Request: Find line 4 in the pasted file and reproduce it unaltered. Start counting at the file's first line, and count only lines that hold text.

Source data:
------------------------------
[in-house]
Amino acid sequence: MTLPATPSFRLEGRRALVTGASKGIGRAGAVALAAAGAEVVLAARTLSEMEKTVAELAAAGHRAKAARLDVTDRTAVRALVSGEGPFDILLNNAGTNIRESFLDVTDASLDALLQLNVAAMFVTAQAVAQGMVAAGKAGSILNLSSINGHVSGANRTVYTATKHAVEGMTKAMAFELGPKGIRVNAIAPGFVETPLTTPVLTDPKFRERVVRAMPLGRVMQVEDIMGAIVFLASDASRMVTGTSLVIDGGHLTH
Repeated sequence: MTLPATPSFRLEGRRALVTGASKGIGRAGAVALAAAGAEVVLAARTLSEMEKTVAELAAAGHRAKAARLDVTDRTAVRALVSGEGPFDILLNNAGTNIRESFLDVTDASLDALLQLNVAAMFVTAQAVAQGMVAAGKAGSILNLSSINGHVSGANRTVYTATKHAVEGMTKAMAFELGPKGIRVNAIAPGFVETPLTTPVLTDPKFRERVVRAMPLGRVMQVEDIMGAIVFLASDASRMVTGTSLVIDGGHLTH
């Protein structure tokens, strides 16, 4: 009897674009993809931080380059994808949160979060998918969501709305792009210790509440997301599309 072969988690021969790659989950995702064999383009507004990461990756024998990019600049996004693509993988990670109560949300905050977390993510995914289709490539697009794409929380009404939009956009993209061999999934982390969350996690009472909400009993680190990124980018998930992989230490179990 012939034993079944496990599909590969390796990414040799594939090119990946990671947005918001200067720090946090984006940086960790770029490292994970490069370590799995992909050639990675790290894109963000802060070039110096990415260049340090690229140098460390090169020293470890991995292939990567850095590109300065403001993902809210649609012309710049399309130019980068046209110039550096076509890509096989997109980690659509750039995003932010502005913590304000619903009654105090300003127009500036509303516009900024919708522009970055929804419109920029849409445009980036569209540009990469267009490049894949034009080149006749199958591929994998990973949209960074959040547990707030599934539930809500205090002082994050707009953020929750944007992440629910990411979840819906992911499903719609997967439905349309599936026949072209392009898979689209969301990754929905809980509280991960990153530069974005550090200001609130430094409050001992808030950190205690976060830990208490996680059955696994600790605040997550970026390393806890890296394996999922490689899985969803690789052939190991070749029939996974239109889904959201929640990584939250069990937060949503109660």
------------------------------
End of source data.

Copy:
């Protein structure tokens, strides 16, 4: 009897674009993809931080380059994808949160979060998918969501709305792009210790509440997301599309 072969988690021969790659989950995702064999383009507004990461990756024998990019600049996004693509993988990670109560949300905050977390993510995914289709490539697009794409929380009404939009956009993209061999999934982390969350996690009472909400009993680190990124980018998930992989230490179990 012939034993079944496990599909590969390796990414040799594939090119990946990671947005918001200067720090946090984006940086960790770029490292994970490069370590799995992909050639990675790290894109963000802060070039110096990415260049340090690229140098460390090169020293470890991995292939990567850095590109300065403001993902809210649609012309710049399309130019980068046209110039550096076509890509096989997109980690659509750039995003932010502005913590304000619903009654105090300003127009500036509303516009900024919708522009970055929804419109920029849409445009980036569209540009990469267009490049894949034009080149006749199958591929994998990973949209960074959040547990707030599934539930809500205090002082994050707009953020929750944007992440629910990411979840819906992911499903719609997967439905349309599936026949072209392009898979689209969301990754929905809980509280991960990153530069974005550090200001609130430094409050001992808030950190205690976060830990208490996680059955696994600790605040997550970026390393806890890296394996999922490689899985969803690789052939190991070749029939996974239109889904959201929640990584939250069990937060949503109660």